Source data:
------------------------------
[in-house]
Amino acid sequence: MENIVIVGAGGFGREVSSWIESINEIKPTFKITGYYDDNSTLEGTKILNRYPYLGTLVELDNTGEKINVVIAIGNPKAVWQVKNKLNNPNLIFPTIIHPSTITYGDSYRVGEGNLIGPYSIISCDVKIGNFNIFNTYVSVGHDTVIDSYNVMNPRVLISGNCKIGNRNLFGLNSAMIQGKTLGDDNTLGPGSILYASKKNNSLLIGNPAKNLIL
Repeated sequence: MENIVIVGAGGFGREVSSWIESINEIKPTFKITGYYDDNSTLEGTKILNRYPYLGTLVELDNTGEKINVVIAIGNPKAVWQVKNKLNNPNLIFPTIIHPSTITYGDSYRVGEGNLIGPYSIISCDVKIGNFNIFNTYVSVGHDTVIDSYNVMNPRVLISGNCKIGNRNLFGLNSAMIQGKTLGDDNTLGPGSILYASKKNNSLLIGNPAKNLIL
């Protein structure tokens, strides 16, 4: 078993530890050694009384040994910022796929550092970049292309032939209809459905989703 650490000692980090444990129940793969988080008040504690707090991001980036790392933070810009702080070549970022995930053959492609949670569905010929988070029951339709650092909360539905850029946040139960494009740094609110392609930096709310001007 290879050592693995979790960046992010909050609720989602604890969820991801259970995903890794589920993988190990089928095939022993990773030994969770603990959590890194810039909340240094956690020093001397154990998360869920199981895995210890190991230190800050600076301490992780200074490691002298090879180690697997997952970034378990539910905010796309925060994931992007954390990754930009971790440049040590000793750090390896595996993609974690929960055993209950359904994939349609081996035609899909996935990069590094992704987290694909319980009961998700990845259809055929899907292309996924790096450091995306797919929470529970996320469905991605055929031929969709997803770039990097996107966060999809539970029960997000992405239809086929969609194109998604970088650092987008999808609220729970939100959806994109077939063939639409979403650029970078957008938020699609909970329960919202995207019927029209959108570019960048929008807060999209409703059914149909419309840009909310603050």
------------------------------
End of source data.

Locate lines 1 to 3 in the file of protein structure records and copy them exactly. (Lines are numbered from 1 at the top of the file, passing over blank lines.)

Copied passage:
[in-house]
Amino acid sequence: MENIVIVGAGGFGREVSSWIESINEIKPTFKITGYYDDNSTLEGTKILNRYPYLGTLVELDNTGEKINVVIAIGNPKAVWQVKNKLNNPNLIFPTIIHPSTITYGDSYRVGEGNLIGPYSIISCDVKIGNFNIFNTYVSVGHDTVIDSYNVMNPRVLISGNCKIGNRNLFGLNSAMIQGKTLGDDNTLGPGSILYASKKNNSLLIGNPAKNLIL
Repeated sequence: MENIVIVGAGGFGREVSSWIESINEIKPTFKITGYYDDNSTLEGTKILNRYPYLGTLVELDNTGEKINVVIAIGNPKAVWQVKNKLNNPNLIFPTIIHPSTITYGDSYRVGEGNLIGPYSIISCDVKIGNFNIFNTYVSVGHDTVIDSYNVMNPRVLISGNCKIGNRNLFGLNSAMIQGKTLGDDNTLGPGSILYASKKNNSLLIGNPAKNLIL